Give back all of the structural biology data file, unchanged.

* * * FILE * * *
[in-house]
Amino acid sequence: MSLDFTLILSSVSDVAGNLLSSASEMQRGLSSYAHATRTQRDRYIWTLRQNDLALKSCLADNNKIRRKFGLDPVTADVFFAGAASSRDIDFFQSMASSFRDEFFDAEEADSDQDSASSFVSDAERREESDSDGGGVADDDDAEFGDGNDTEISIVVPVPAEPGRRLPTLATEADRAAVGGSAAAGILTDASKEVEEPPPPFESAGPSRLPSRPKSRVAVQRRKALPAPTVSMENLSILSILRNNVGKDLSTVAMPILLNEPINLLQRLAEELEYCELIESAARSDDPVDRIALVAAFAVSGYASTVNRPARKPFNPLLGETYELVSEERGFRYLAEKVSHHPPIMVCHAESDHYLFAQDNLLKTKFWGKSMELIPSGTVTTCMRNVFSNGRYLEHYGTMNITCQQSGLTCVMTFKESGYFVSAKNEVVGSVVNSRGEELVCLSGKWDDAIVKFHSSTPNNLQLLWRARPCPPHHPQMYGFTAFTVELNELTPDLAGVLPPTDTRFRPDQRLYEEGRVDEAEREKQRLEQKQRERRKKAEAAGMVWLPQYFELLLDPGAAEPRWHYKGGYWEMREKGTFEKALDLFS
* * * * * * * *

[in-house]
Amino acid sequence: MSLDFTLILSSVSDVAGNLLSSASEMQRGLSSYAHATRTQRDRYIWTLRQNDLALKSCLADNNKIRRKFGLDPVTADVFFAGAASSRDIDFFQSMASSFRDEFFDAEEADSDQDSASSFVSDAERREESDSDGGGVADDDDAEFGDGNDTEISIVVPVPAEPGRRLPTLATEADRAAVGGSAAAGILTDASKEVEEPPPPFESAGPSRLPSRPKSRVAVQRRKALPAPTVSMENLSILSILRNNVGKDLSTVAMPILLNEPINLLQRLAEELEYCELIESAARSDDPVDRIALVAAFAVSGYASTVNRPARKPFNPLLGETYELVSEERGFRYLAEKVSHHPPIMVCHAESDHYLFAQDNLLKTKFWGKSMELIPSGTVTTCMRNVFSNGRYLEHYGTMNITCQQSGLTCVMTFKESGYFVSAKNEVVGSVVNSRGEELVCLSGKWDDAIVKFHSSTPNNLQLLWRARPCPPHHPQMYGFTAFTVELNELTPDLAGVLPPTDTRFRPDQRLYEEGRVDEAEREKQRLEQKQRERRKKAEAAGMVWLPQYFELLLDPGAAEPRWHYKGGYWEMREKGTFEKALDLFS